Two Faces of
The Kurdish cases gave the mature European Court of Human Rights its first extended chance to grapple with political violence in all its forms. Among them were rape, as in the case of Sukran Aydin, and sexual harassment, as in the case of Nebahat Akkoc. Although Aydin and Akkoc will forever be linked in the histories of European human rights and of Turkish feminism, they came from opposite ends of the Kurdish social spectrum. “Rape” was not part of Sukran's mental or verbal vocabulary. Nebahat not only knew the word, she could write a dissertation on it. In every way possible, she would use her pain to educate the men of Turkey and Europe.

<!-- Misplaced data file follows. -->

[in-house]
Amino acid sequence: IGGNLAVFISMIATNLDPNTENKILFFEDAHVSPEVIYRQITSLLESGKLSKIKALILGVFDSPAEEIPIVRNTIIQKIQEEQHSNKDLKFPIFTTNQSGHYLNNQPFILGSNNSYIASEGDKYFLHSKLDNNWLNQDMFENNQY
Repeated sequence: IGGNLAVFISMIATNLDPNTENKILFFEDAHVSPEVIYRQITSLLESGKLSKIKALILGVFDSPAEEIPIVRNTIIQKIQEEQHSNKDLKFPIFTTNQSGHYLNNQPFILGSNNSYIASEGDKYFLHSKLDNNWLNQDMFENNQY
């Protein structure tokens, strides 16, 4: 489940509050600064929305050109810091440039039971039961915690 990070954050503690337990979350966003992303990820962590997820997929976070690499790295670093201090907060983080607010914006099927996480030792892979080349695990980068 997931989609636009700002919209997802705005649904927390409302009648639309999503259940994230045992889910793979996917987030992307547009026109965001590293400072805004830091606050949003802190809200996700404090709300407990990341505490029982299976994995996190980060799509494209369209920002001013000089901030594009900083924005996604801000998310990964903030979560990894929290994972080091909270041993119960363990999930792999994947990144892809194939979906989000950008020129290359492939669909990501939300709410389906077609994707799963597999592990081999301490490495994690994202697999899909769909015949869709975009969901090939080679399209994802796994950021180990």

A month after Zeki Aksoy first applied to Strasbourg, Sukran Aydin still lived a simple life. She had never used electricity, for she had never ventured outside her mountain village of Tasit. She was a seventeen-year-old in a tribal, Muslim world. At dawn on June 29, 1993, while her father was tending to his animals, ten or fifteen Village Guards burst into her home and abducted her. The Village Guards were state-supported paramilitaries, recruited from the local population, waging a war in Turkey's southeast against the Kurdish separatist guerillas, known as the PKK. Sukran and her family were paraded through the village square as the Guards shouted: “PKK supporters have been to these people's house, helping the PKK; see how we'll show them.” No charges, however, were ever brought against the Aydins. The trauma that followed is documented in the opinions of the European Court of Human Rights and Commission on Human Rights.